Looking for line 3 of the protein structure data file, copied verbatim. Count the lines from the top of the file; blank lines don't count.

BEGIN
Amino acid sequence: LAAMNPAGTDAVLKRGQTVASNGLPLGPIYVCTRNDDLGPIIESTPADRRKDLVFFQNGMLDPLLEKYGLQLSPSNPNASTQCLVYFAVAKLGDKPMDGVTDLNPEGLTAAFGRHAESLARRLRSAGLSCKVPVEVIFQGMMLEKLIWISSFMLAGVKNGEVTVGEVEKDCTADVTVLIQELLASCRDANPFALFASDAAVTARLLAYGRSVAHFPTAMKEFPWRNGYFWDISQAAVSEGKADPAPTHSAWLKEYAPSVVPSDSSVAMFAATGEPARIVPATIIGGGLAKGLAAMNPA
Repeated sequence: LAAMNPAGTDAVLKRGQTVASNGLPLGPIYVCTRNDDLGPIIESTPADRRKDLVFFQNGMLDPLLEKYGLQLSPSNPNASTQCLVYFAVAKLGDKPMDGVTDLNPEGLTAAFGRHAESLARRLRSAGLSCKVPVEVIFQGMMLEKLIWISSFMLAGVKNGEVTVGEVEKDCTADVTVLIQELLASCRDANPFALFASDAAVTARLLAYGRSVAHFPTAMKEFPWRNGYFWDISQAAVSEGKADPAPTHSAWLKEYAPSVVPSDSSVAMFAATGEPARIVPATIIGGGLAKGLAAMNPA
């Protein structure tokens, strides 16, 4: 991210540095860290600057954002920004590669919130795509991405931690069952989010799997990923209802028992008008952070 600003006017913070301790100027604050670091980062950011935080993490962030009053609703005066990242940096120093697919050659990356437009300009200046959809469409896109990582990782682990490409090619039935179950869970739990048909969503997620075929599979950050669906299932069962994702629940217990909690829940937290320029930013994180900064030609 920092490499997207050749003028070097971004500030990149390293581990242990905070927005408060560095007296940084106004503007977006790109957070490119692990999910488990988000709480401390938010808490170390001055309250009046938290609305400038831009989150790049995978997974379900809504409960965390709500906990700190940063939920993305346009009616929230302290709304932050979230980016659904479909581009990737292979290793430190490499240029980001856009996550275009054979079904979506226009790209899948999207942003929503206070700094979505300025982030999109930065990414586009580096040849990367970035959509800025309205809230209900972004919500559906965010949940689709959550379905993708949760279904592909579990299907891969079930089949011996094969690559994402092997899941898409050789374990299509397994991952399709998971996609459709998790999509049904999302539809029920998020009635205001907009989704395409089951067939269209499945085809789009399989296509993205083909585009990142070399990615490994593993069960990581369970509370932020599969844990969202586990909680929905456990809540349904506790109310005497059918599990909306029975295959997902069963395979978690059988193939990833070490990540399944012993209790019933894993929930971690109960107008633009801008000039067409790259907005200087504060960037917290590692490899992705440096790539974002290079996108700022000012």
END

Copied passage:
């Protein structure tokens, strides 16, 4: 991210540095860290600057954002920004590669919130795509991405931690069952989010799997990923209802028992008008952070 600003006017913070301790100027604050670091980062950011935080993490962030009053609703005066990242940096120093697919050659990356437009300009200046959809469409896109990582990782682990490409090619039935179950869970739990048909969503997620075929599979950050669906299932069962994702629940217990909690829940937290320029930013994180900064030609 920092490499997207050749003028070097971004500030990149390293581990242990905070927005408060560095007296940084106004503007977006790109957070490119692990999910488990988000709480401390938010808490170390001055309250009046938290609305400038831009989150790049995978997974379900809504409960965390709500906990700190940063939920993305346009009616929230302290709304932050979230980016659904479909581009990737292979290793430190490499240029980001856009996550275009054979079904979506226009790209899948999207942003929503206070700094979505300025982030999109930065990414586009580096040849990367970035959509800025309205809230209900972004919500559906965010949940689709959550379905993708949760279904592909579990299907891969079930089949011996094969690559994402092997899941898409050789374990299509397994991952399709998971996609459709998790999509049904999302539809029920998020009635205001907009989704395409089951067939269209499945085809789009399989296509993205083909585009990142070399990615490994593993069960990581369970509370932020599969844990969202586990909680929905456990809540349904506790109310005497059918599990909306029975295959997902069963395979978690059988193939990833070490990540399944012993209790019933894993929930971690109960107008633009801008000039067409790259907005200087504060960037917290590692490899992705440096790539974002290079996108700022000012």